Musical pairing – Home by Michael Bublé

I don’t really remember actually eating tomatoes while living in the little house on Ankeny Street, I’m sure I did because we grew them in our garden and I know that my grandmother grew them in her garden. In fact, I believe that everyone who had a garden, grew tomatoes. In my family, we ate tomatoes on a hamburger or chopped up and made into salsas, soups or some type of pasta sauce. Tomato ‘jam’ or ‘chutney’ didn’t exist in my corner of the world – those were kinda fancy for a little town like Walla Walla . . .

Back then the population was somewhere around 25,000 and stayed that size for many years; it was a farming community – cattle, wheat, alfalfa. Small family farms raised chickens and pigs or grew crops like strawberries, green beans or corn (for human consumption) that folks could go and pick themselves to can or freeze for the winter. Two food-processing plants hired crews in the summer to harvest vegetables: peas, carrots, onions, corn and asparagus. I remember my mother working there a few summers when I was little.

I had cousins, aunts and uncles who either worked in the fields or in the plant at one time or another. In fact, my sister and I worked a few summers on the assembly lines . . . I can still hear our supervisor, Mary, face dark and leathery from too much sun, yelling above the din of the machinery . . . ‘Pick out your white butts’ . . . she was referring to the white stalks on asparagus which are tough and woody and not the prime vegetables Birdseye wanted . . .

Summers in Walla Walla meant riding bicycles, swimming at the local pool, movies at the downtown theater, picnics at the park and family reunions. Fried chicken, potato and macaroni salad, hot dogs and hamburgers, coleslaw, watermelon; jello salad, plates of pickles and sliced tomatoes dressed the tables that could barely hold it all . . . cousins caught up with cousins, the ‘menfolk’ played horseshoes while the ‘womenfolk’ drank coke or pepsi and gossiped about the menfolk and their neighbors. And at some point during the day, my dad and uncle Jim would pick teams and we’d be involved in a full-blown softball game: boys, girls, moms, dads, grandparents – if you were old enough to hold a bat, you’d be running around those bases giving it everything you had to slide across home plate . . .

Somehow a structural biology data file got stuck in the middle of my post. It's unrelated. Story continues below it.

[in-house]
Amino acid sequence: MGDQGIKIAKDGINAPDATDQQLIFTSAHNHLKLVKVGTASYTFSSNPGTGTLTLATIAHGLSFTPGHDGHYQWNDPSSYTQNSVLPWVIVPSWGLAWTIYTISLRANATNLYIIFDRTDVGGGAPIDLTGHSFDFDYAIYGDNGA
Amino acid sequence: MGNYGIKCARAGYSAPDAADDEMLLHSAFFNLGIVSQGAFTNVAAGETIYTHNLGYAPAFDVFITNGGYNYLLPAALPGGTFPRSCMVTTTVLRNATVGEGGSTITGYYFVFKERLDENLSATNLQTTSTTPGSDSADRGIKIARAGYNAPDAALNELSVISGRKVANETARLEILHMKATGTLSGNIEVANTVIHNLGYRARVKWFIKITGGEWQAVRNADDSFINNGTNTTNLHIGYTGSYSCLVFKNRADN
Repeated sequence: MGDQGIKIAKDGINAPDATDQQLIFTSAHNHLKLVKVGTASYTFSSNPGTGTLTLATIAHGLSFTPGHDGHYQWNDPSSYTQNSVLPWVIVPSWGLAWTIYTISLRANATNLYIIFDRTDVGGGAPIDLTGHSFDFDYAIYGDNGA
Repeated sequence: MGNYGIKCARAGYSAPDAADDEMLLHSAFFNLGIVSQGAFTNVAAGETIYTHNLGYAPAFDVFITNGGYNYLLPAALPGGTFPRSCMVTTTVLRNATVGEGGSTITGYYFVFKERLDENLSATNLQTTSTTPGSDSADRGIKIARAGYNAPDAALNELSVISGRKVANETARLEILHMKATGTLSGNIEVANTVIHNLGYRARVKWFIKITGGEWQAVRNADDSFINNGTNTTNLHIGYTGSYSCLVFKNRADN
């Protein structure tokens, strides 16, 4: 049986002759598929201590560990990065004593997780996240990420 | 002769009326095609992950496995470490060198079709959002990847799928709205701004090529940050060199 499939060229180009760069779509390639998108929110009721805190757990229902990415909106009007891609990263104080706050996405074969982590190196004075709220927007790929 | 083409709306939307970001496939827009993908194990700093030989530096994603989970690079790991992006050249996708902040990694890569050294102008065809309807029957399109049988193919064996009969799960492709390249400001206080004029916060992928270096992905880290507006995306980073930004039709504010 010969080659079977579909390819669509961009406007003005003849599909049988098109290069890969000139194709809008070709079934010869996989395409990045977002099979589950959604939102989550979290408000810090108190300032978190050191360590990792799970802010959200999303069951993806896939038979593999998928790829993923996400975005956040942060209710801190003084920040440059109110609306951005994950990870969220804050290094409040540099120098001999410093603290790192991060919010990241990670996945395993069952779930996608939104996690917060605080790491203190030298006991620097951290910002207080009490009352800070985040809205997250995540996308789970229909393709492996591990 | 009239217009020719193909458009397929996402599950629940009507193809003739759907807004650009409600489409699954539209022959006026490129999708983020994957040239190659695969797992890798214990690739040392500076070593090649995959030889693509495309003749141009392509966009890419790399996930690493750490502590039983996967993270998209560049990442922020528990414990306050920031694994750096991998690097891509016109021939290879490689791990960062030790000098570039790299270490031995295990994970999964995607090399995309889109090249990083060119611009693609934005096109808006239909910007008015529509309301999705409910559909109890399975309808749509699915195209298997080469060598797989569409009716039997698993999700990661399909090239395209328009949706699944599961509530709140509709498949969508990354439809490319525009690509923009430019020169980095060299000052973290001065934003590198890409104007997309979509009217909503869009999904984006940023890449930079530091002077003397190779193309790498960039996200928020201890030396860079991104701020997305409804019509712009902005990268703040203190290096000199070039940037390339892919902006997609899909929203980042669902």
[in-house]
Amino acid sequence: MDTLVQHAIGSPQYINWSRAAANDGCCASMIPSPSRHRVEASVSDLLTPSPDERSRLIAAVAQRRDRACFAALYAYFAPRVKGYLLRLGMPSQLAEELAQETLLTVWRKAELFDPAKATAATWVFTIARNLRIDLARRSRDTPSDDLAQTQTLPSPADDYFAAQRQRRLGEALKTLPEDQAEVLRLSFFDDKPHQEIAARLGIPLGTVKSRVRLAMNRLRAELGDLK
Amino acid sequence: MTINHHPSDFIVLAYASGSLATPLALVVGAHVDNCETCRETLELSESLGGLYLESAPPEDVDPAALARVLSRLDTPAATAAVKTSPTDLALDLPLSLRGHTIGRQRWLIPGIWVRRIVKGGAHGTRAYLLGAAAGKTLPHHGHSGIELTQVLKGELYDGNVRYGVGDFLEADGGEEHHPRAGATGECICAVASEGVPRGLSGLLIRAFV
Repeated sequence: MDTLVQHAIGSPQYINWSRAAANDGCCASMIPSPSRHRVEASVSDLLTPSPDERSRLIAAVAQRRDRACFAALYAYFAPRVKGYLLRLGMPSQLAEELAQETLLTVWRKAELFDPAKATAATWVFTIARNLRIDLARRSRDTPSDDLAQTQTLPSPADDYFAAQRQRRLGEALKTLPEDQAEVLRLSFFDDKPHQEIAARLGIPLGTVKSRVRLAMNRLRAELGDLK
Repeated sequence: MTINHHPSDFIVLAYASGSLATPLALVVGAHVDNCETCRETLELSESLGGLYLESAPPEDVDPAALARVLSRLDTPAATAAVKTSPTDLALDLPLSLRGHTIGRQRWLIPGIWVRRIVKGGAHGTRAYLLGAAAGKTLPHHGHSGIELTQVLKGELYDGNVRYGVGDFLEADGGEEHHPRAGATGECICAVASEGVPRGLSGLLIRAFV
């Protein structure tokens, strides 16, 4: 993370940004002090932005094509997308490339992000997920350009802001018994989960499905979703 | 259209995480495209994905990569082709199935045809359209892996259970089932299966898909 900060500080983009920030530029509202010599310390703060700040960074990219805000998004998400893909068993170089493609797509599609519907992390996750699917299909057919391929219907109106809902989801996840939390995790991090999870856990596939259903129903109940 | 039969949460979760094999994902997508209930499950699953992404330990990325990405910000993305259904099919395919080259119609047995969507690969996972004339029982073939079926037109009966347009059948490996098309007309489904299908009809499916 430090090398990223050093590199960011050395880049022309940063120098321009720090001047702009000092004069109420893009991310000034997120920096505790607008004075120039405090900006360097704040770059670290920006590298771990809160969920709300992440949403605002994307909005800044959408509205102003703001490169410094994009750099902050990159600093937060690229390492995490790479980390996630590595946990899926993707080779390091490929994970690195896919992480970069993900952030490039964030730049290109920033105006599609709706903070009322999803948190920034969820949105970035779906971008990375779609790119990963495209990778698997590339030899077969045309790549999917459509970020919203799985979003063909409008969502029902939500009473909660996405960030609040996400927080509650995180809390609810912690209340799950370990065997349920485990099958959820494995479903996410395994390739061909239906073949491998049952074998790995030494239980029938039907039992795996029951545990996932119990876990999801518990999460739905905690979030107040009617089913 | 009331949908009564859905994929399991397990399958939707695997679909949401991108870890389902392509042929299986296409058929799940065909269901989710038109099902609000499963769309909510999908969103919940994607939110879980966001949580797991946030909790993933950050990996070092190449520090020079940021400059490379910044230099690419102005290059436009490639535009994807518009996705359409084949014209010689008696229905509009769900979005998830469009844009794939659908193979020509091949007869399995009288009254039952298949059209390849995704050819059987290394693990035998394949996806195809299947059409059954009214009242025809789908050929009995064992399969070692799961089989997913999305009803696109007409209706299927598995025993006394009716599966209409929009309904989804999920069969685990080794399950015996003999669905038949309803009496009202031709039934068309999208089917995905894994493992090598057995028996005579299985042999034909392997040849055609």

The last time I was in Walla Walla was ten years ago when we buried my father; it was a different reunion then – good to see my family but I wished that my dad was still alive and he and my uncle Jim could pick teams again, still chasing each other around the baseball diamond. I find it ironic that as a child, all I wanted to do was ‘get outta Dodge and see the world’ . . . as a grownup, all I want to do is head back home . . .

And if by chance I was lucky enough to attend a family reunion, I’d take this beautiful Tomato Cobbler; it celebrates the best of what summer has to offer: warm from the oven, sweet cherry tomatoes and lovely braised onions . . . all topped with a cheesy biscuit . . .

Can I just get an ‘Amen’ for summer?



  1. Jim Buerstatte

    I just came across this as I was doing a search on Walla Walla, Bird’s Eye and D & K. I left WWW in 1975. I miss the good old days as you described. Thanks

  2. Tomato COBBLER! This sounds & looks insanely good!

  3. Oh, Debra, you hit right home with this post. I also could not wait to get outta Dodge, and now I am planning how to retire there:) We lived different lives, in different areas of this world, but we have similar experiences and a lot of things in common. I am so glad that we have met:)